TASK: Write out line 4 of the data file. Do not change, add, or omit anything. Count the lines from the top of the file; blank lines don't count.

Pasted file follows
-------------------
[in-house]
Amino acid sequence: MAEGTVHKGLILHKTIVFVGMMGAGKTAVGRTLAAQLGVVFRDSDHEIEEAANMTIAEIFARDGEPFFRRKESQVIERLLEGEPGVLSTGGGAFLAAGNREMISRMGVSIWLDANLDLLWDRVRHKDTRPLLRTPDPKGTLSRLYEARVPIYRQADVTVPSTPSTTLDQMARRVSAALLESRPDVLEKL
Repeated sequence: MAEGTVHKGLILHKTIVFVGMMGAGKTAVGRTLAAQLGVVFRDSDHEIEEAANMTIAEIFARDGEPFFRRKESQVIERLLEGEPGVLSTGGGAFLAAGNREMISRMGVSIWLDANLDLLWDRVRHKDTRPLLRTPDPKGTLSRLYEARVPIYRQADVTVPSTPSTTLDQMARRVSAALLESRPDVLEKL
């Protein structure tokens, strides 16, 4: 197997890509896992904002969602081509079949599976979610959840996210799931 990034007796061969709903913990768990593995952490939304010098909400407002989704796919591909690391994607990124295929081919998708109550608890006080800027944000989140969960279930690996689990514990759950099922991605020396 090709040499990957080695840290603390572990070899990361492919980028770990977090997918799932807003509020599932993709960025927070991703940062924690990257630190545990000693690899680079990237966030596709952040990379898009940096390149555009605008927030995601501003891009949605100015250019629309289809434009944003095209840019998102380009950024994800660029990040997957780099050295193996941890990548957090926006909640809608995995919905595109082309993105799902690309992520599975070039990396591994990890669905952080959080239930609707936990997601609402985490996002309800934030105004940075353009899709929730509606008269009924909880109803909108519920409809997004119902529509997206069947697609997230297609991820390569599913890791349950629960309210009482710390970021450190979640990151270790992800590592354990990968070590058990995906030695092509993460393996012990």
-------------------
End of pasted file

């Protein structure tokens, strides 16, 4: 197997890509896992904002969602081509079949599976979610959840996210799931 990034007796061969709903913990768990593995952490939304010098909400407002989704796919591909690391994607990124295929081919998708109550608890006080800027944000989140969960279930690996689990514990759950099922991605020396 090709040499990957080695840290603390572990070899990361492919980028770990977090997918799932807003509020599932993709960025927070991703940062924690990257630190545990000693690899680079990237966030596709952040990379898009940096390149555009605008927030995601501003891009949605100015250019629309289809434009944003095209840019998102380009950024994800660029990040997957780099050295193996941890990548957090926006909640809608995995919905595109082309993105799902690309992520599975070039990396591994990890669905952080959080239930609707936990997601609402985490996002309800934030105004940075353009899709929730509606008269009924909880109803909108519920409809997004119902529509997206069947697609997230297609991820390569599913890791349950629960309210009482710390970021450190979640990151270790992800590592354990990968070590058990995906030695092509993460393996012990």